In pattern recognition, the k-nearest neighbors algorithm (k-NN) is a non-parametric method used for classification and regression.[1] In both cases, the input consists of the k closest training examples in the feature space. The neighbors are taken from a set of objects for which the class (for k-NN classification) or the object property value (for k-NN regression) is known. This can be thought of as the training set for the algorithm, though no explicit training step is required.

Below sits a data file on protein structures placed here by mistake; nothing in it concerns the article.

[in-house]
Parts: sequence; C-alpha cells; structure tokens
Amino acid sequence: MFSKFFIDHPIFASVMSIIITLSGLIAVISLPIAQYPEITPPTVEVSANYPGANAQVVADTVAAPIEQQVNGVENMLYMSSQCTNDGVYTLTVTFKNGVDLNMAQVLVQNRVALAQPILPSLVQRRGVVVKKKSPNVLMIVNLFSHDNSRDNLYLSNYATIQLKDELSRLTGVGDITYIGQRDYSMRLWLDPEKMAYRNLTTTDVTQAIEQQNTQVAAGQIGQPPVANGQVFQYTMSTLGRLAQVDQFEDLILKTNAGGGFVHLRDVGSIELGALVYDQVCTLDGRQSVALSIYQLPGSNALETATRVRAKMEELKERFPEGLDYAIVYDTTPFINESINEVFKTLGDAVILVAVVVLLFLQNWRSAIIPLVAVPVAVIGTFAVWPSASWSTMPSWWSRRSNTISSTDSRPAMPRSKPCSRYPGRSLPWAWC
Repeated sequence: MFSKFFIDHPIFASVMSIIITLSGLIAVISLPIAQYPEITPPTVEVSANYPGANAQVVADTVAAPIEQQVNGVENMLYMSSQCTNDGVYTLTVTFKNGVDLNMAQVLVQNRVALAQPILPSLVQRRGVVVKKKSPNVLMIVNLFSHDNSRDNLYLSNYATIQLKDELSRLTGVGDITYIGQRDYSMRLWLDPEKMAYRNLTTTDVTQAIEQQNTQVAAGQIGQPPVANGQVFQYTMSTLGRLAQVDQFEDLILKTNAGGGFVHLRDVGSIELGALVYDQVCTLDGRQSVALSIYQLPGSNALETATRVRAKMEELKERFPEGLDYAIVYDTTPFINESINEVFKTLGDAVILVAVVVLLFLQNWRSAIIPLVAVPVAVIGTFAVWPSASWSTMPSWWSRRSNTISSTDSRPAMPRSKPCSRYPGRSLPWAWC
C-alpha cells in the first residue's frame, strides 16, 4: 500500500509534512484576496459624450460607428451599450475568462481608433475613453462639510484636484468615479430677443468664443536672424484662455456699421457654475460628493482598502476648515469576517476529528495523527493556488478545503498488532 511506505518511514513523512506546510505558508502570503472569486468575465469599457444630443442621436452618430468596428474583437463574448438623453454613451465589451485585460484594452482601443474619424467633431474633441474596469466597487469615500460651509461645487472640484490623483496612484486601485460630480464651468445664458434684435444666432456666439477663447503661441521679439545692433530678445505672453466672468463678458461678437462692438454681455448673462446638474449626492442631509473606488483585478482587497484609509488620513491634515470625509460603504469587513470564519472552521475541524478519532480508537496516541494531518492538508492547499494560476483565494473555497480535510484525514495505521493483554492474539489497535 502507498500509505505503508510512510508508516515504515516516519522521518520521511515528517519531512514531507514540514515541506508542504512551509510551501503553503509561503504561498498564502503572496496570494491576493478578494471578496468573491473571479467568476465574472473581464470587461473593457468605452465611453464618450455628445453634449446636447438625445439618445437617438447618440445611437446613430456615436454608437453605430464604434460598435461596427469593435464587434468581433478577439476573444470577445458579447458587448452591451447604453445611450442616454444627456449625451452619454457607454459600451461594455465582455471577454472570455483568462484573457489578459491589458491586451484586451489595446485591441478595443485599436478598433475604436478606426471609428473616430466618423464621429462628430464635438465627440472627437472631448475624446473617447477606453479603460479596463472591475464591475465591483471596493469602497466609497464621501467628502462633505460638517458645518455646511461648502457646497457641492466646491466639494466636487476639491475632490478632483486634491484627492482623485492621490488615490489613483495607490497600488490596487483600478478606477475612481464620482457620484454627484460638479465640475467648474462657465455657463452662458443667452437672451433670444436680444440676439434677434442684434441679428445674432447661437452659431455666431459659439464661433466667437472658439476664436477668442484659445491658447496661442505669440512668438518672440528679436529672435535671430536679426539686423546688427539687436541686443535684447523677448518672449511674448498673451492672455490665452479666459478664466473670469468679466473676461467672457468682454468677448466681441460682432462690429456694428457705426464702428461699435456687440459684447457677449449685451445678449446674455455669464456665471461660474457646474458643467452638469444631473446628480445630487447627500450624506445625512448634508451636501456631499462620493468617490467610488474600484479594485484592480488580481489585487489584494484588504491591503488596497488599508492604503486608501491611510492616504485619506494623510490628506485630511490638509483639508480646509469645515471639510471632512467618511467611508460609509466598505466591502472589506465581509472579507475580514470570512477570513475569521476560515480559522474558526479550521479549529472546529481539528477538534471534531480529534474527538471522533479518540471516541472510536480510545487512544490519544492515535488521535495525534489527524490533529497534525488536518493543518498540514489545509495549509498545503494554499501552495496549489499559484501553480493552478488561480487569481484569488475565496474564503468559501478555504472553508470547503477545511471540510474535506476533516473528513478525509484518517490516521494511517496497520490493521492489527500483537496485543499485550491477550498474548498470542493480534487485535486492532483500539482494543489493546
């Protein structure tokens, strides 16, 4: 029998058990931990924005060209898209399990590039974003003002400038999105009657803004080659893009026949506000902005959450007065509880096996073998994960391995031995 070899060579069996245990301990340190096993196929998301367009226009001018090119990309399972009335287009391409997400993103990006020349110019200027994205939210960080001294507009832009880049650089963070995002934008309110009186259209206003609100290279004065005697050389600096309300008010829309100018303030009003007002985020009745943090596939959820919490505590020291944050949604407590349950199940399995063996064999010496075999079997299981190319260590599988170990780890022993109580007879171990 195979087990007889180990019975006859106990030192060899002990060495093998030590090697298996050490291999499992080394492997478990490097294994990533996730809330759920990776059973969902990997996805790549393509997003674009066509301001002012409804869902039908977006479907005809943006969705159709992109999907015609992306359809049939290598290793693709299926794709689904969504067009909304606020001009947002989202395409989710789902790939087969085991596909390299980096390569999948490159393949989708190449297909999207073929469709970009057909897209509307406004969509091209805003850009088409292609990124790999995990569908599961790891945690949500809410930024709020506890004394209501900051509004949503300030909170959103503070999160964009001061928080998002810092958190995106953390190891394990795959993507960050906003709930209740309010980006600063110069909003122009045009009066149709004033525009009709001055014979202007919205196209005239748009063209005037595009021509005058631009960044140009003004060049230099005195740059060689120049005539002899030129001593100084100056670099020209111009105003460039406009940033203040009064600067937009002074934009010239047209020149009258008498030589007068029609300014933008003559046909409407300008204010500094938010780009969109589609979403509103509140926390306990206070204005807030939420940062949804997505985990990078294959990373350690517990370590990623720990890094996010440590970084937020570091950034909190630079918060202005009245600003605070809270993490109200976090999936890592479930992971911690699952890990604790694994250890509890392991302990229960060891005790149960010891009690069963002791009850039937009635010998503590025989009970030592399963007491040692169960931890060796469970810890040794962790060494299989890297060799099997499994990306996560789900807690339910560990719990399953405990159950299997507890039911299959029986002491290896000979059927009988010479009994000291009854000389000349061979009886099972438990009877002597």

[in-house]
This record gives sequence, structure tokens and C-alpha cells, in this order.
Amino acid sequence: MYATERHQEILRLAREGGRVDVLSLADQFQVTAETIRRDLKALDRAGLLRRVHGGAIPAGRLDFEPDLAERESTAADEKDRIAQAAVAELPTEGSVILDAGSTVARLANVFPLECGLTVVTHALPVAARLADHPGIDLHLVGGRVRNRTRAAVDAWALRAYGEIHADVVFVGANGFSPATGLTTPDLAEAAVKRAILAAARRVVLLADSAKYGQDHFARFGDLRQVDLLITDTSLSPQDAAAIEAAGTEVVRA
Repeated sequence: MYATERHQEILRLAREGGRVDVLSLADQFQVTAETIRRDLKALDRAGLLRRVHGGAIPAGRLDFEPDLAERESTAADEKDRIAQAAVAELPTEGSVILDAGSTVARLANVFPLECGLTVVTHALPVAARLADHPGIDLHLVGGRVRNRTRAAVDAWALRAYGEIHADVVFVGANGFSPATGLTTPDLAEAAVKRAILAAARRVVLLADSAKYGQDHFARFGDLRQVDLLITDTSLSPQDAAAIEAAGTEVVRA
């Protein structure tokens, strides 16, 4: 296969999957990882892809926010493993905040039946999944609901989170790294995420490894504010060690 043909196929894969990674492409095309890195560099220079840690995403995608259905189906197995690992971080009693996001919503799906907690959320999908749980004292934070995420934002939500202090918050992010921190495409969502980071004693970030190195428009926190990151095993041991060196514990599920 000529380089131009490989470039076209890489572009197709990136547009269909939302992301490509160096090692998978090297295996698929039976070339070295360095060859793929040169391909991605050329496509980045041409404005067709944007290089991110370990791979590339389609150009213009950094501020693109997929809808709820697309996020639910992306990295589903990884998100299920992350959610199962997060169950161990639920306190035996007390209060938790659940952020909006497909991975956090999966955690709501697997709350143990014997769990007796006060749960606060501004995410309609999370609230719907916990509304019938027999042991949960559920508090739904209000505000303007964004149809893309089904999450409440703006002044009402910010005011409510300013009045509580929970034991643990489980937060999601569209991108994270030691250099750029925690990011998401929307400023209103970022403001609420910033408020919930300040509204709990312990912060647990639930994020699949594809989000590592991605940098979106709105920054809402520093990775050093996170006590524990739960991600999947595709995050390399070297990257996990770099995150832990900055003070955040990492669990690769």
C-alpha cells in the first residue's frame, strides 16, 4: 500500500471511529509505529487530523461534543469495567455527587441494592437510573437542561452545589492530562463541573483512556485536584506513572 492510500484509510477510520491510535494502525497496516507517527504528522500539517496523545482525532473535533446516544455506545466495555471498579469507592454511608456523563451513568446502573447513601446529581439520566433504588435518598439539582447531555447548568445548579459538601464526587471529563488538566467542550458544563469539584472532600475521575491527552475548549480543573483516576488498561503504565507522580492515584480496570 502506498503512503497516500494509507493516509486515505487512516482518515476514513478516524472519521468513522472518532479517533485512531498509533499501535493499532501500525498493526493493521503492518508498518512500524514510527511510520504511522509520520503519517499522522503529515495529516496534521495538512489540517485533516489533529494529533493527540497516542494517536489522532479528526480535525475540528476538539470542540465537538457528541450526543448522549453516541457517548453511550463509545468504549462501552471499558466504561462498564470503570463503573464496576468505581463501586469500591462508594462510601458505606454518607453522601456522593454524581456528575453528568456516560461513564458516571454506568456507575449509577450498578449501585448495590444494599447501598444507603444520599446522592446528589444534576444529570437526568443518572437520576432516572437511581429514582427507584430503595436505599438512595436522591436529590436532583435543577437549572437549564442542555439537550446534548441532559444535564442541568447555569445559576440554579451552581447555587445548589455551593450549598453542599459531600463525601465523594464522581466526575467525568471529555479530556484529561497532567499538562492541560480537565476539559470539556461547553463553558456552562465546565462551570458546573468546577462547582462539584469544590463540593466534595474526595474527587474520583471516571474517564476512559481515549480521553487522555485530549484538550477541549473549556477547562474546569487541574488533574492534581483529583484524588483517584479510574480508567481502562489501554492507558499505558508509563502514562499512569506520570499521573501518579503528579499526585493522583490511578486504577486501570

A commonly used distance metric for continuous variables is Euclidean distance. For discrete variables, such as for text classification, another metric can be used, such as the overlap metric (or Hamming distance). In the context of gene expression microarray data, for example, k-NN has been employed with correlation coefficients, such as Pearson and Spearman, as a metric.

```
library(knn)
x <- cbind(x_train,y_train)
# Fitting model
fit <-knn(y_train ~ ., data = x,k=5)
summary(fit)
# Predict Output
predicted= predict(fit,x_test)
```